The funniest thing I've heard this morning is teachers talking about using AI to detect AI essays. This, of course, based on the old maxim "Set a 'bot to catch a 'bot." But it is deeply, deeply ironic to use the technology we would forbid our students to use.
People are running around screaming, "Augh! The sky is falling!" But, you know what? People have been saying this about technology forever. I remember when people had an outsized reaction to search engines. "OMG! What if students can just look up the answers to all my questions?" Faculty in my department seriously suggested disabling network connectivity in classrooms to prevent students from having access to the Internet.
Burying your head in the sand is not a solution. I used to say, "If you're asking students questions they can answer using Google, you're asking the wrong questions." And, more recently, I've said, "If you're asking students questions that don't *require* them to start with Google, you're asking the wrong questions."
The thing to focus on is what the technology *can't* do. The AI can come up with human language that's statistically associated with the words you're using, but it doesn't *understand* what the words mean.
Years ago, Randy Phillis and I worked together developing problems for students to solve in class. Using a classroom communication system, you can poll students and then project results, to see whether the students predominantly choose one option or are divided among other options. Some people call these "clicker questions" and think they are asking them to see if students are getting the "right" answers. We realized we could ask students model-based problems and see whether students could reason effectively with the models. This is *not* a skill that the AIs can solve. Yet.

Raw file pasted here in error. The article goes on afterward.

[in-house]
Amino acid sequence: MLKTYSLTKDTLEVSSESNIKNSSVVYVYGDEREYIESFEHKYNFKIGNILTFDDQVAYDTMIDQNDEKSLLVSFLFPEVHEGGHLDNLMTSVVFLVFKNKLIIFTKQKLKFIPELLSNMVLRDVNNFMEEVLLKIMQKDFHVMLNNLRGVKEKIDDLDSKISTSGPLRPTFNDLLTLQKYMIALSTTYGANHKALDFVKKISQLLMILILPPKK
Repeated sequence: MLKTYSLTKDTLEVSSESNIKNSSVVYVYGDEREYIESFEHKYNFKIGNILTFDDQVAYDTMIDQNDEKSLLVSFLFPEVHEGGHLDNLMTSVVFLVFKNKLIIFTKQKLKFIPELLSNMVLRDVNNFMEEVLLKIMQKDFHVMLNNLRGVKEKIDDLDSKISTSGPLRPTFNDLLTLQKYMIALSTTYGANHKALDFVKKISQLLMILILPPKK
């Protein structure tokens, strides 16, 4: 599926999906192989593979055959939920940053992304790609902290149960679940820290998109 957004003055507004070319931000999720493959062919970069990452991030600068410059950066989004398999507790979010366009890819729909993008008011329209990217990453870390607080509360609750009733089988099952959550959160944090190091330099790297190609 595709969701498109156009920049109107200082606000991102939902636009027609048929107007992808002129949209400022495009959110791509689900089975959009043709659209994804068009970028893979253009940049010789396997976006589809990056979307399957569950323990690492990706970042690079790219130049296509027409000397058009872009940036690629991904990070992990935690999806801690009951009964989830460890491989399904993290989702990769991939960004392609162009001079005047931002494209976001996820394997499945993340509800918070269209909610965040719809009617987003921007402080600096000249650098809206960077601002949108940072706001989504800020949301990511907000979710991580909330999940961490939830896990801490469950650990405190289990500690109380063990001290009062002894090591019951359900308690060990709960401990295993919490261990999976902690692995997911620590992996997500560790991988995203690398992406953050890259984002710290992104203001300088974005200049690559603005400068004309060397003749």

You what else AIs can't do? Anything else. So if you ask students to do a project, the AI can't do that. They can't dig a hole and look for earthworms, for example. Or interpret a set of data. Or build a device.
Students have been able to buy essays for a long time. This is not really all that different.
- Steven D. Brewer's blog
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